2SM WITH MARCUS PAUL IN THE MORNING
TUESDAY, 17 NOVEMBER 2020
SUBJECTS: Robodebt; Ministerial accountability; Labor’s positive policies.
MARCUS PAUL, HOST: Back in 1984, Bob Hawke stood down Mick Young from cabinet for failing to declare a stuffed Paddington Bear at customs. We know in New South Wales in more modern history, we had a premier rolled over a bottle of plonk. But we're wondering whether Scott Morrison will stand aside Alan Tudge or even Stuart Robert following the $1.2 billion Robodebt settlement. We know there was a class action. We know that unfortunately, a number of people took their lives and it was just a big, big mess. That's why you do not allow computers to take over social services – I don’t give a stuff what anybody says and how much money it saves, you cannot allow computer systems to generate bills. Because the chances are quite often there'll be errors in there, and that's exactly what happened with Robodebt. And now, as a result of this, taxpayers – you, me and everybody else who goes to work each and every day - are going to have to foot this bill to repay the money and to compensate victims of Robodebt $1.2 billion. Shadow Assistant Minister for Treasury is Andrew Leigh. Good morning, Andrew.
ANDREW LEIGH, SHADOW ASSISTANT MINISTER FOR TREASURY AND CHARITIES: Good morning, Marcus. Great to be with you.
PAUL: Yeah, you too, as always. You’re becoming a regular and I enjoy our chats, I really do.
PAUL:Alright, so tell me about Robodebt. Why has this been a colossal mistake?
LEIGH: Marcus, this is really just a stand-over racket on the poor. The government sending out computer generated letters demanding money. I had a man, Shane Moore, in my electorate who was a house painter with a back injury who was asked to repay $2,900. And for him, it was utterly devastating. He was dipping into his long service leave in order to make the bills. We've had 400,000 people who've been affected by this - single mums, farmers, unemployed people, people who were unable to travel because they got to the airport and discovered the government that slapped the travel ban on them. And as you mentioned, even people who took their own lives. So Labor believes there needs to be a royal commission so that people are properly held accountable. The only reason the government settled for $1.2 billion yesterday is it didn't want Alan Tudge and Stuart Robert and perhaps even Scott Morrison to take the stand.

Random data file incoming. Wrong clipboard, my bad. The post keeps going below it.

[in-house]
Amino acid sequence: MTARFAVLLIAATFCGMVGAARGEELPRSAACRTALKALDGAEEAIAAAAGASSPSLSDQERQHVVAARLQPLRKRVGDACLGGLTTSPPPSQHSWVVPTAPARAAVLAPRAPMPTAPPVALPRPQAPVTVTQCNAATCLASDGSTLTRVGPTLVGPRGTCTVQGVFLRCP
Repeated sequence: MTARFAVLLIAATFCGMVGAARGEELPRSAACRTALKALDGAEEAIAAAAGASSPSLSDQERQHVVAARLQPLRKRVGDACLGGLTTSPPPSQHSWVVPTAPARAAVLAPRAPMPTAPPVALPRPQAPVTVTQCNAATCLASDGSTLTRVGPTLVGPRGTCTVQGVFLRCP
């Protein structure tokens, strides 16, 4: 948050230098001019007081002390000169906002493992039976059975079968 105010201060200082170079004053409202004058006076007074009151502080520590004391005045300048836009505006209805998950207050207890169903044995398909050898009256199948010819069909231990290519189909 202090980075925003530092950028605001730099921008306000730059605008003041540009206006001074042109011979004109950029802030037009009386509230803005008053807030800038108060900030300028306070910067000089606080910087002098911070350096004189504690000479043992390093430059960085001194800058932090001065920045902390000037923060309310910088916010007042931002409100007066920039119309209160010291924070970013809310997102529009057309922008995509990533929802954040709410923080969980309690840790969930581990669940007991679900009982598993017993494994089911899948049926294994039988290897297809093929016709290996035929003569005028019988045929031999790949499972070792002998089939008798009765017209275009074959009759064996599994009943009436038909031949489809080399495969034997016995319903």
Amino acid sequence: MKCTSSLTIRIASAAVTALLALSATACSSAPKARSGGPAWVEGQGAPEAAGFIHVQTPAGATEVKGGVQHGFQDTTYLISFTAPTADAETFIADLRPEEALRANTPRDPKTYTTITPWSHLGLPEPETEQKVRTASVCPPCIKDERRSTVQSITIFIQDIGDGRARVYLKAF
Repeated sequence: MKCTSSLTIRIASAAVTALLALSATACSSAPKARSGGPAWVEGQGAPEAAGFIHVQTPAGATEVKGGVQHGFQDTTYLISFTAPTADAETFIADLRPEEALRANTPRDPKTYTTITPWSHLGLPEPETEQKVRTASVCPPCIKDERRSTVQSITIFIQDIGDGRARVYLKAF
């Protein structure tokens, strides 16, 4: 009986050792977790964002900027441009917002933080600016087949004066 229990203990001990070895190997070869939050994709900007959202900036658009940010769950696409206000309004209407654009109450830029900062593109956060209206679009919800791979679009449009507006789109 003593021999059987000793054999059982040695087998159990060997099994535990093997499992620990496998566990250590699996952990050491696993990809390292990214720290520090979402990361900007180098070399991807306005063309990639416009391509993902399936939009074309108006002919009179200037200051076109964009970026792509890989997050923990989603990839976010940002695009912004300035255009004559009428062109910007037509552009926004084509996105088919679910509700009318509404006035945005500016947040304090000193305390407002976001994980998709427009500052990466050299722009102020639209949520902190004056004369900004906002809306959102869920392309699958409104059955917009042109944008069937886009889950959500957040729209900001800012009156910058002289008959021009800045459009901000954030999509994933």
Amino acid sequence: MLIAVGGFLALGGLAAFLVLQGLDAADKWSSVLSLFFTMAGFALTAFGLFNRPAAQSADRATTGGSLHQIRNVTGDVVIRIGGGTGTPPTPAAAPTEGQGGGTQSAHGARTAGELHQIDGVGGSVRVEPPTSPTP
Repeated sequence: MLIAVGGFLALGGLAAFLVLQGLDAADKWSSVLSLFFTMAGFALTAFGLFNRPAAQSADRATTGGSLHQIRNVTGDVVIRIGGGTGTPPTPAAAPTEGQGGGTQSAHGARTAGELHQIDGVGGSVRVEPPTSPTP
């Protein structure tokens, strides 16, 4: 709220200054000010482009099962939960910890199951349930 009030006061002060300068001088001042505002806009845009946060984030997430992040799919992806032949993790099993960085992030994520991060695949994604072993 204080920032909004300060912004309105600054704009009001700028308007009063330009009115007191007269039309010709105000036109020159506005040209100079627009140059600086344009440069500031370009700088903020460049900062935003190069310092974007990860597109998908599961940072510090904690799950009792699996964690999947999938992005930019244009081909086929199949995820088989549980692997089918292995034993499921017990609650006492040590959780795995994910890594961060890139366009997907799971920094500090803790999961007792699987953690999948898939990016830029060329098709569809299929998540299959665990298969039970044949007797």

PAUL: Well, I mean, I'm sure that we can still get some accountability. I mean, it's all very well to hide behind taxpayer dollars and try to buy your way out of this debacle. You’re not going to stand for that, are you?
LEIGH: Certainly not. We'll continue pushing for a royal commission, and we'll also continue being absolutely clear that you've got to get the humans back into human services and that the social safety net isn’t just there for other people. We got to get out of this notion of stigmatising welfare recipients and separating Australia into leaners and lifters or strivers and skivvers. You know, over a 15 year period, about seven out of 10 Australian households get some welfare. The welfare system is much more like a piggy bank - it's there in hard times when you need it. But the Coalition really wants to dump on people who are on welfare, and it's that sort of mentality that led Scott Morrison when he was Treasurer in 2015 to announce the Robodebt system. He was beating his chest at that stage about the great savings that it would make for the government. So this is Scott Morrison’s scheme that's been exposed here.
PAUL: You’re right. The Prime Minister - this was, in effect, a little like iCare in New South Wales. It was Treasurer Dominic Perrottet’s baby. It’s fair to say that Robodebt was the Prime Minister's baby.
LEIGH: That’s right. And what he didn't realise is that basically people want to do the right thing by the government. Most Australians are not out there to rip off the government. They realise that in doing that they'd be ripping off other Australians. Where people have made honest mistakes, we should make sure that they repay the money. But you've got to have the human element in the checking system. Now there's been some computerised checking of welfare payments going right back to 2004 under the Howard Government, but the difference with Robodebt was you took the humans out of the equation and that's where the system went badly wrong.
PAUL: Why is it that we seem to be ever more reliant on technology to take over? And you, I think you hit the nail on the head, Andrew, when you said why are we taking human out of human services? Social security is a very, it's an important safety net. At some point in our lives, we all need to rely on the government - whether it's, you know, when we are retiring or even before that. You know, the tough times. And we're very lucky that we live in such a democratic and prosperous nation that we are able to support and lift up and provide a handout, if you like, or a helping hand is probably the better way of putting it to our fellow Australians. But if we continue to, I don't know - it's a bit like banks, it's like a cold transaction. Why aren’t we putting people back into human services? After all, this is what it's - we're dealing with humans, not with other computers.